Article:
There are a ton of communities on Discord, some massive and some tiny. The more obscure ones may require invites from people already in the server. Some Substacks, Patreon creators, or Kickstarter campaigns offer access to private Discord servers as rewards for paying backers.
Am I gonna get a bunch of spam on here?
Like just about anywhere online, Discord has its share of spam. Sometimes accounts post fake links in channels, or pop into your DMs to try to entice you to download something or click on a link that slaps you with malware. Basic online security practices should be applied here too. Don’t open anything if you don’t know the person sending it to you.
I have all this money, can I do anything with it?
The core Discord experience is free, but if you want more room for creative expression, there’s a paid subscription tier called Nitro. Nitro lets you upload files with larger sizes, set up multiple profiles, and have profile banners and animated profile pics. Nitro also gives you access to custom stickers, a cross between a gif and an emoji that you can use to express specific emotions or react to something outrageous in text chats. Nitro is $10 per month, or $100 a year. For a slimmer selection of premium goodies, Nitro Basic costs less than half that.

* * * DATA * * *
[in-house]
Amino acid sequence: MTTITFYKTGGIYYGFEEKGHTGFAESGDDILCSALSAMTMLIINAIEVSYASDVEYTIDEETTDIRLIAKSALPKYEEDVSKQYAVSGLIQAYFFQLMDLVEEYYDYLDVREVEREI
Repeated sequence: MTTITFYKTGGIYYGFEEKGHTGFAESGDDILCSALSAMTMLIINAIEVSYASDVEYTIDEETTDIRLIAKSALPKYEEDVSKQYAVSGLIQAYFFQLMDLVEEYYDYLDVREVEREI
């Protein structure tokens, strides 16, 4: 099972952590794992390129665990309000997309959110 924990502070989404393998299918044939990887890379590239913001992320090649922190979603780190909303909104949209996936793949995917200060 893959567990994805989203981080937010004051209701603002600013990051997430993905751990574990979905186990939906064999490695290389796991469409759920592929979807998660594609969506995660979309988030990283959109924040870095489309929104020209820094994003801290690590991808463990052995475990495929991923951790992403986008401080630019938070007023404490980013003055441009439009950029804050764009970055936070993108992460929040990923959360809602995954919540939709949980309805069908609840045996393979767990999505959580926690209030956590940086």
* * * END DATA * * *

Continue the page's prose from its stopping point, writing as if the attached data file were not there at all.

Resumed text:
If you’re feeling generous, you can also pay to “boost” a server, which gives the community some benefits that everyone can use. This can mean more emoji, higher audio and video streaming quality, and the ability to upload bigger files. The more users that boost, the more premiums unlock for the entire community.
I just want to make my own server!
Whether you want to make a cozy space to stay in touch with a few friends and family members or a massive hub for all the Nintendogs fans that you know are still out there, the creation process is pretty much the same.
Tap or click the + symbol on the bottom of the servers panel. Options will pop up to let you start a server from scratch, or build it from a template. You can make a server geared toward gaming groups, study buddies, community activities, or artists. Name it something cool, and add a pretty picture to serve as your server icon—the thing everyone will see in that leftward servers panel.